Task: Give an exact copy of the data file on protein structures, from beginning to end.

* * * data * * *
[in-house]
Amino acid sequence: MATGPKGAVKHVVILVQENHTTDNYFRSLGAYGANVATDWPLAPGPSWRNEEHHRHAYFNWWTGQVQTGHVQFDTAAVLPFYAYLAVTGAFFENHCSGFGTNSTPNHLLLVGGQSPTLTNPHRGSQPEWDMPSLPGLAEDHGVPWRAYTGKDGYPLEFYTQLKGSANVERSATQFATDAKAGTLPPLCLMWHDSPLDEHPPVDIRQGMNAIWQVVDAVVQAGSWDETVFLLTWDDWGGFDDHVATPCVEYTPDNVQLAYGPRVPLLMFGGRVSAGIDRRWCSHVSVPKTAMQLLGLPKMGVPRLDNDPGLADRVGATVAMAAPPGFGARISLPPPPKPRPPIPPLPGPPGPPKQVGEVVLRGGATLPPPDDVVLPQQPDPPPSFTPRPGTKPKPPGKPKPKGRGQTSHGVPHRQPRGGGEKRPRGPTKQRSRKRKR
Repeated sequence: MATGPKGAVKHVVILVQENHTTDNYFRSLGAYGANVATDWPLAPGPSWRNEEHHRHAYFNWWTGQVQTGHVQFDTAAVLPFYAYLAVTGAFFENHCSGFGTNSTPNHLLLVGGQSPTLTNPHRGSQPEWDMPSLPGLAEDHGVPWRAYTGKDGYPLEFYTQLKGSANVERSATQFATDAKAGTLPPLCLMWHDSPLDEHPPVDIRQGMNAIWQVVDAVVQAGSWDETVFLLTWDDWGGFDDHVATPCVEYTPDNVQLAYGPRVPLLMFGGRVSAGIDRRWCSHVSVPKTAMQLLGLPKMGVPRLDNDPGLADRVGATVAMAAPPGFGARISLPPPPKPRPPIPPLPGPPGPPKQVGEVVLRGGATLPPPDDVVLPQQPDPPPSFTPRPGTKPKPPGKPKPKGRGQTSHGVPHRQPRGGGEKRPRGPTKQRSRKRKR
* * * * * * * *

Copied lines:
[in-house]
Amino acid sequence: MATGPKGAVKHVVILVQENHTTDNYFRSLGAYGANVATDWPLAPGPSWRNEEHHRHAYFNWWTGQVQTGHVQFDTAAVLPFYAYLAVTGAFFENHCSGFGTNSTPNHLLLVGGQSPTLTNPHRGSQPEWDMPSLPGLAEDHGVPWRAYTGKDGYPLEFYTQLKGSANVERSATQFATDAKAGTLPPLCLMWHDSPLDEHPPVDIRQGMNAIWQVVDAVVQAGSWDETVFLLTWDDWGGFDDHVATPCVEYTPDNVQLAYGPRVPLLMFGGRVSAGIDRRWCSHVSVPKTAMQLLGLPKMGVPRLDNDPGLADRVGATVAMAAPPGFGARISLPPPPKPRPPIPPLPGPPGPPKQVGEVVLRGGATLPPPDDVVLPQQPDPPPSFTPRPGTKPKPPGKPKPKGRGQTSHGVPHRQPRGGGEKRPRGPTKQRSRKRKR
Repeated sequence: MATGPKGAVKHVVILVQENHTTDNYFRSLGAYGANVATDWPLAPGPSWRNEEHHRHAYFNWWTGQVQTGHVQFDTAAVLPFYAYLAVTGAFFENHCSGFGTNSTPNHLLLVGGQSPTLTNPHRGSQPEWDMPSLPGLAEDHGVPWRAYTGKDGYPLEFYTQLKGSANVERSATQFATDAKAGTLPPLCLMWHDSPLDEHPPVDIRQGMNAIWQVVDAVVQAGSWDETVFLLTWDDWGGFDDHVATPCVEYTPDNVQLAYGPRVPLLMFGGRVSAGIDRRWCSHVSVPKTAMQLLGLPKMGVPRLDNDPGLADRVGATVAMAAPPGFGARISLPPPPKPRPPIPPLPGPPGPPKQVGEVVLRGGATLPPPDDVVLPQQPDPPPSFTPRPGTKPKPPGKPKPKGRGQTSHGVPHRQPRGGGEKRPRGPTKQRSRKRKR